Washington, D.C., September 29, 2021 – As organizations committed to ensuring that all children and adolescents affected by crisis and conflict achieve an education, we applaud the U.S. Government for its September 27, 2021, announcement of $37 million in funding to Education Cannot Wait (ECW).
Delivered through USAID and the U.S. Department of State, this funding will support ECW’s global education work and includes dedicated support to build resilient education systems in conflict-affected communities in northern Mali. It demonstrates the leadership role the U.S. has taken in providing education in crisis and conflict settings and its long-standing support to ECW, the only global fund for education in emergencies.
The U.S. joined Germany, the European Union/European Commission, The LEGO Foundation, France, Switzerland, and Porticus in announcing a total of $138.1 million in new contributions to ECW on the sidelines of this year’s United Nations General Assembly. In a statement released by ECW, USAID Administrator Samantha Power noted that, “Education Cannot Wait is an educational lifeline in dozens of crisis-affected countries globally. We look forward to continued cooperation to increase access to education, improved learning outcomes, and to reach the most marginalized students.”
Continued support for ECW during these challenging times is imperative. The U.S. Government has been a key ECW partner since its inception in 2016 and we are encouraged to see this support remain strong as we confront the long-term educational impacts of COVID-19, record levels of forced displacement, and an increase in natural disasters.
"It is crucial to increase funding for inclusive education and early childhood support to prevent lost generations of learners and help young people reach their potential – especially in emergency settings and for girls, children and youth with disabilities, and all traditionally marginalized groups. GCE-US applauds the U.S. Government's commitment to ECW, and the funding could not come at a better time," said Jennifer Rigg, Executive Director, Global Campaign for Education-US.
“Refugees and other forcibly displaced persons are facing unprecedented challenges, including limited and disrupted access to education,” said Joan Rosenhauer, Executive Director, Jesuit Refugee Service/USA. “By focusing on the educational needs of students affected by displacement, ECW is filling a vacuum and creating opportunities for students and teachers in conflict settings and countries in crisis around the world that otherwise wouldn’t exist.”
"These funds will be helpful to reach the most crisis-affected and unreached children and adolescents,” said Bhim Bahadur BK, Director, PDRC International.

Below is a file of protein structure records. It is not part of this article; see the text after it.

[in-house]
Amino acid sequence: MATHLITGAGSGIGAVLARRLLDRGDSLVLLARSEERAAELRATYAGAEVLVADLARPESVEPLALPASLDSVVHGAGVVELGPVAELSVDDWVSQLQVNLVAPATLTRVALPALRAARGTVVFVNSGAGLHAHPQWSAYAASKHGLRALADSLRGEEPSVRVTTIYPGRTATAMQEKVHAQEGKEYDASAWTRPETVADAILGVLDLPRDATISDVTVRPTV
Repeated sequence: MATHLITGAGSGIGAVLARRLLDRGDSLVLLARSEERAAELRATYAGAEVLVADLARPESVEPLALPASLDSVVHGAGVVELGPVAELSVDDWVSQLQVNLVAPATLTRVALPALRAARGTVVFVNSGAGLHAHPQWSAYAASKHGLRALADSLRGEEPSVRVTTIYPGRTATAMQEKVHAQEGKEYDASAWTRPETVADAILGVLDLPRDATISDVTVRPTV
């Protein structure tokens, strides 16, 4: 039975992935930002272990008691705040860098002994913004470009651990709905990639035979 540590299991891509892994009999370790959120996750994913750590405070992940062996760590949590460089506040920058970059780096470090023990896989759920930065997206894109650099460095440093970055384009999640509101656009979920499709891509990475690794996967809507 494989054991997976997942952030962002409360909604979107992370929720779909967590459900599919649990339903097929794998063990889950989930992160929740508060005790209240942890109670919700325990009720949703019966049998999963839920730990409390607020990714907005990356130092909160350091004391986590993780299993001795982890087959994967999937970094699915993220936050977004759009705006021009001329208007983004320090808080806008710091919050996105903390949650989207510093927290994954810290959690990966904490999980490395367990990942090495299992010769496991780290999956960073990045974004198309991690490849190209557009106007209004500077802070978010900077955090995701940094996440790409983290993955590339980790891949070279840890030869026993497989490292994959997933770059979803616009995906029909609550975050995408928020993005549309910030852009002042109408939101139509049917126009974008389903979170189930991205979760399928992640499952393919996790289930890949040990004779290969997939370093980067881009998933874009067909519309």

“As a partner with ECW in places like Mali, Niger, South Sudan, and Zimbabwe as well as a member of its Executive Committee, I can testify firsthand how critical these resources are and the value-for-money that ECW interventions represent,” said Marco Grazia, Global Director for Child Protection & Education in Emergencies, World Vision International. “This much-welcomed and much-needed U.S. contribution will significantly contribute to ensuring the right to quality education for the most marginalized children in crisis and conflict contexts.”
The Amal Alliance stated, “Thank you for acknowledging our shared humanity, and investing in our future!”
The new $37 million contribution complements $38 million in U.S. contributions since 2016 for a total of more than $75 million, nearly doubling U.S. government support. With robust leadership from Congressional champions, the U.S. Congress included $25 million in funding for ECW in the final FY20 and FY21 State and Foreign Operations Appropriations bills as well as the FY22 House-passed bill.
These funds will help accelerate the impact of ECW’s education in emergencies investments, which have already reached more than 4.6 million crisis-affected children and adolescents. ECW’s COVID-19 response has reached an additional 29.2 million vulnerable girls and boys in 32 countries.
For more information, please contact Giulia McPherson, Director of Advocacy & Operations, Jesuit Refugee Service/USA and Chair, Education in Emergencies Working Group, Global Campaign for Education-US, at firstname.lastname@example.org or 202-629-5942.
For more information, please contact Giulia McPherson, Director of Advocacy & Operations, Jesuit Refugee Service/USA and Chair, Education in Emergencies Working Group, Global Campaign for Education-US, at email@example.com.